Has anyone used this fuel tank cap from Wag Aero on their 750? I'm looking for a way to pressurize the tanks.


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Curious, are you really looking for a way to put a little pressure to the tank, or just get it to vent better?  We've not seen any vent problems with the original tank caps, yet.   


I’d like to pressurize the tank a little. There have been situations where I have had uneven fuel flow from the tanks resulting in one tank running dry, especially when on an extended cross country trip when I have a tendency to fly at the same wing attitude for a long time. I have found when one tank runs out, I can and have experienced a stumbling engine due to fuel starvation. I have my lines joining at a T directly behind the pilot seat, pretty much per the stock plan. from there 1 line goes to a sump drain (the 701-style "gascolator") behind my seat on the bottom of the fuse and from there on to a shut off  valve per pan and on thru the firewall to a regular gascolator. I believe what happens is when one tank runs dry, the other tank may have 10 gallons left but the dry tank has negative pressure as a result of the low pressure area over the wing. My thinking is this negative pressure at the T is impeding the fuel flow from the other tank from going on downstream at the T. I plan to re-route my fuel lines so that each tank has its own line going to my sump drain. From there, one line will continue to the engine as I have it set up now. This gives me approx. 3 vertical feet of head pressure in the lines, with a slightly larger sump drain vessel where the lines meet. I believe this should certainly be enough to prevent any air from getting into the single line going on to the engine if I did run one tank dry. By further pressurizing the tanks with a snorkel vent, I add insurance that my fuel is always under a little pressure. I do not have a fuel pump, do not see a need for one. It would not have helped any the way my lines are run now, as I would be pumping some air if the situation at the T stayed the same. I have been flying my 750 for 8 years this summer, currently with 783 hrs on her. During that time I have had 2 off-field landings due to what I think was caused by this condition, and I have had two other situations where I briefly had a stumbling engine which I am thinking was also caused by this condition. If I were building a new 750, I would go with a left/right/both fuel selector.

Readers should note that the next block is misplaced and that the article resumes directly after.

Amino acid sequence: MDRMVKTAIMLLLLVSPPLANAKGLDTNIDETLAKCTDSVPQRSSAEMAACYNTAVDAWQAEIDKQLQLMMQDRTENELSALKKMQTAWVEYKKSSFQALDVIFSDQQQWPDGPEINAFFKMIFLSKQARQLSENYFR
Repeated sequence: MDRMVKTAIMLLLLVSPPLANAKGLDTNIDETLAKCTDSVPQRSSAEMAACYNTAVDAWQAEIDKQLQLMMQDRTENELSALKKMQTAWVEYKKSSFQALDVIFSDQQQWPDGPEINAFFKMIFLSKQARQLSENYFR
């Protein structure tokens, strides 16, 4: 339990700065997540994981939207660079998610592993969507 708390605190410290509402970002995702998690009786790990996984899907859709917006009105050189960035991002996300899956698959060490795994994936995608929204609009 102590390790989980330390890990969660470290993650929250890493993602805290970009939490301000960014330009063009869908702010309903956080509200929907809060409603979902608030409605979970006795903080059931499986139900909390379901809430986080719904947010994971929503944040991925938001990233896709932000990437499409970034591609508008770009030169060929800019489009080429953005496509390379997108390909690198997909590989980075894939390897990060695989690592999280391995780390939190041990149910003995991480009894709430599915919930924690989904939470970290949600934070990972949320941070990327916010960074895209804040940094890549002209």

Wow, a very detailed explanation.  Makes sense the way you explain it.  Good luck with the different cap.

Jimmy, Loren and I talk regularly on the phone as he is 50 miles from me in Anchorage.  Our plumbing is a little different than yours as we both have header tanks with pressurized fuel to the engine.  Both have Viking engines - mine a 110 and theirs a 130.  Your situation of both tanks feeding a T to the engine is pretty much the same as a fuel selector valve as you mention on Both selection.  The idiosyncrasy of that situation where one tank depletes before the other is not that unusual.  I had that same situation happen with a C-120 I owned that had vented caps like the Zenith and if on Both, the R tank would almost go to zero and then the left tank would feed.  In my 750 fuel routing I don't encounter that situation.  The reason I modified my caps to Snorkel was that early on when returning from a flight I removed a cap on the wing tank(can't remember which) and heard a 'boing' sound which was indicative of a vacuum in the tank.  That's when I modified the caps and have never experienced that since.